and the House of Councillors disagree and if no agreement can
be reached even through a joint committee of both Houses, provided
for by law, or the House of Councillors fails to make designation
within ten(10) days, exclusive of the period of recess, after
the House of Representatives has made designation, the decision
of the House of Representatives shall be the decision of the Diet.
The Prime Minister shall appoint the Ministers of State. However,
a majority of their number must be chosen from among the members
of the Diet. 2) The Prime Minister may remove the Ministers of
State as he chooses.
If the House of Representatives passes a non-confidence resolution,
or rejects a confidence resolution, the Cabinet shall resign en
masse, unless the House of Representatives is dissolved within
When there is a vacancy in the post of Prime Minister, or upon
the first convocation of the Diet after a general election of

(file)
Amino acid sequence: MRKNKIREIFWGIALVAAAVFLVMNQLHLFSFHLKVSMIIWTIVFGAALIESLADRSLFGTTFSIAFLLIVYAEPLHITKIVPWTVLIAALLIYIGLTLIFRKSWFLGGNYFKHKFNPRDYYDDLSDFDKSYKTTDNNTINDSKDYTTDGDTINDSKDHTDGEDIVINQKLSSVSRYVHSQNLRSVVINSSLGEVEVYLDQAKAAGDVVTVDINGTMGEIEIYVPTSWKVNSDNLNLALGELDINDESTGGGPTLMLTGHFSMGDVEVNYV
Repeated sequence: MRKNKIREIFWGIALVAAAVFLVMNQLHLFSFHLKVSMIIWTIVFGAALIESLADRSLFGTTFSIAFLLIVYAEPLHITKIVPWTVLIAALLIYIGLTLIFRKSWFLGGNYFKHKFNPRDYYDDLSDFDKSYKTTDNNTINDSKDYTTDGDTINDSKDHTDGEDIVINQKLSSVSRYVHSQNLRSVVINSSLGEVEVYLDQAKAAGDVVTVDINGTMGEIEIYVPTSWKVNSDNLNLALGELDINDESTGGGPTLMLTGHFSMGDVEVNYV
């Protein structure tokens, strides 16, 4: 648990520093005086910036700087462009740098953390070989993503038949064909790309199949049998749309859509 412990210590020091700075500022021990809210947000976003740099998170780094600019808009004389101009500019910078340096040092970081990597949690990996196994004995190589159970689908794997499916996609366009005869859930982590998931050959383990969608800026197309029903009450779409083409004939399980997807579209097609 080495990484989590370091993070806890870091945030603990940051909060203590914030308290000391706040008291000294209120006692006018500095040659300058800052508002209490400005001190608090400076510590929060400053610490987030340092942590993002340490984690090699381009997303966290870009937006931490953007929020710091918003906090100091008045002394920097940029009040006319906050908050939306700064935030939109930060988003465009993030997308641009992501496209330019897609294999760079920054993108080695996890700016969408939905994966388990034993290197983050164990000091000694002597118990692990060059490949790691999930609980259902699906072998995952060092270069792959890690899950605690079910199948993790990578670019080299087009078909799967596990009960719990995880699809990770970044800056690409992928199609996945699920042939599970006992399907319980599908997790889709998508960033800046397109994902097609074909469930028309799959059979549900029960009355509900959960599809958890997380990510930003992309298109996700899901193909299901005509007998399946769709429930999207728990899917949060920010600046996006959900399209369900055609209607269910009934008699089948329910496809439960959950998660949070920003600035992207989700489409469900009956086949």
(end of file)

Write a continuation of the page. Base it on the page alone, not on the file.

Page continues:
members of the House of Representatives, the Cabinet shall resign
In the cases mentioned in the two preceding Articles, the Cabinet
shall continue its functions until the time when a new Prime Minister
The Prime Minister, representing the Cabinet, submits bills, reports
on general national affairs and foreign relations to the Diet
and exercises control and supervision over various administrative
The Cabinet shall, in addition to other general administrative
functions, perform the following functions: (1) Administer the
law faithfully; conduct affairs of state. (2) Manage foreign affairs.
(3) Conclude treaties. However, it shall obtain prior or, depending
on circumstances sudsequent approval of the Diet. (4) Administer
the civil service, in accordance with standards established by
law. (5) Prepare the budget, and present it to the cabinet orders
in order to execute the provisions of this Constitution and of
the law. However, it cannot include penal provisions in such cabinet
orders unless authorized by such law. (7) Decide on general amnesty,
special amnesty, commutation of punishment, reprieve, and restoration
All laws and cabinet orders shall be signed by the competent Minister
of State and countersigned by the Prime Minister.
The Ministers of State shall not, during their tenure of office,
be subject to legal action without the consent of the Prime Minister.